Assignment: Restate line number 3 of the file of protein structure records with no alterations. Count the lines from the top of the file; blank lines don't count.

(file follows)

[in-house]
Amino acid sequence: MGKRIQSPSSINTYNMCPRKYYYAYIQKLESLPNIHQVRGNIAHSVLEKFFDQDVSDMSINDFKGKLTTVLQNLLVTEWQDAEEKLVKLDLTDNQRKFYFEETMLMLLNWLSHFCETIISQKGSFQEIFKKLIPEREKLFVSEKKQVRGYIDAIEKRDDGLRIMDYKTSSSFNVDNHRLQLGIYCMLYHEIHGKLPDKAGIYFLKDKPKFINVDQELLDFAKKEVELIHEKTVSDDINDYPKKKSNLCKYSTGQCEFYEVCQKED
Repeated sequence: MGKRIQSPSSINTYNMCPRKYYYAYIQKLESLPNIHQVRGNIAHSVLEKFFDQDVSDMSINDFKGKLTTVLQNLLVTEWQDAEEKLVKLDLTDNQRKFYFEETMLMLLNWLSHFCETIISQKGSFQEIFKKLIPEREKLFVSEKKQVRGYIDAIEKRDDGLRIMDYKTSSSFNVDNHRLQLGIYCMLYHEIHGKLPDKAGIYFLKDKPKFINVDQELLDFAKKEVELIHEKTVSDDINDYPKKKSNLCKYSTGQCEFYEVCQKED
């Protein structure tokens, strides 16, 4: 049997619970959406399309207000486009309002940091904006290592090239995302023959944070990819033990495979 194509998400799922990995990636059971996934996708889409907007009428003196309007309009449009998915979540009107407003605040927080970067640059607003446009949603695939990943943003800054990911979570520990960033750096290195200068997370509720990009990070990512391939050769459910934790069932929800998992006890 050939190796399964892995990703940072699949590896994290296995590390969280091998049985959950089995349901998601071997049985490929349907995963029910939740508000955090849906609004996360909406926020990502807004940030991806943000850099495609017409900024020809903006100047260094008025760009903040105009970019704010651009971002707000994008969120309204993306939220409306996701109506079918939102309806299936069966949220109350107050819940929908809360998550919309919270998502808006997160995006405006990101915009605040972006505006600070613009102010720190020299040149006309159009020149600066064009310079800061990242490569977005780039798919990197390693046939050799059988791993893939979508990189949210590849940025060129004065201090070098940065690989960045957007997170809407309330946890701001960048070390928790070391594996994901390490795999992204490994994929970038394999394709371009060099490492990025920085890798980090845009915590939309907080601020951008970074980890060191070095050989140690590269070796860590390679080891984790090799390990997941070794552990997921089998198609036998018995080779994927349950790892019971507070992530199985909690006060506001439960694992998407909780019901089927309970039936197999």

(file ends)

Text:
Repeated sequence: MGKRIQSPSSINTYNMCPRKYYYAYIQKLESLPNIHQVRGNIAHSVLEKFFDQDVSDMSINDFKGKLTTVLQNLLVTEWQDAEEKLVKLDLTDNQRKFYFEETMLMLLNWLSHFCETIISQKGSFQEIFKKLIPEREKLFVSEKKQVRGYIDAIEKRDDGLRIMDYKTSSSFNVDNHRLQLGIYCMLYHEIHGKLPDKAGIYFLKDKPKFINVDQELLDFAKKEVELIHEKTVSDDINDYPKKKSNLCKYSTGQCEFYEVCQKED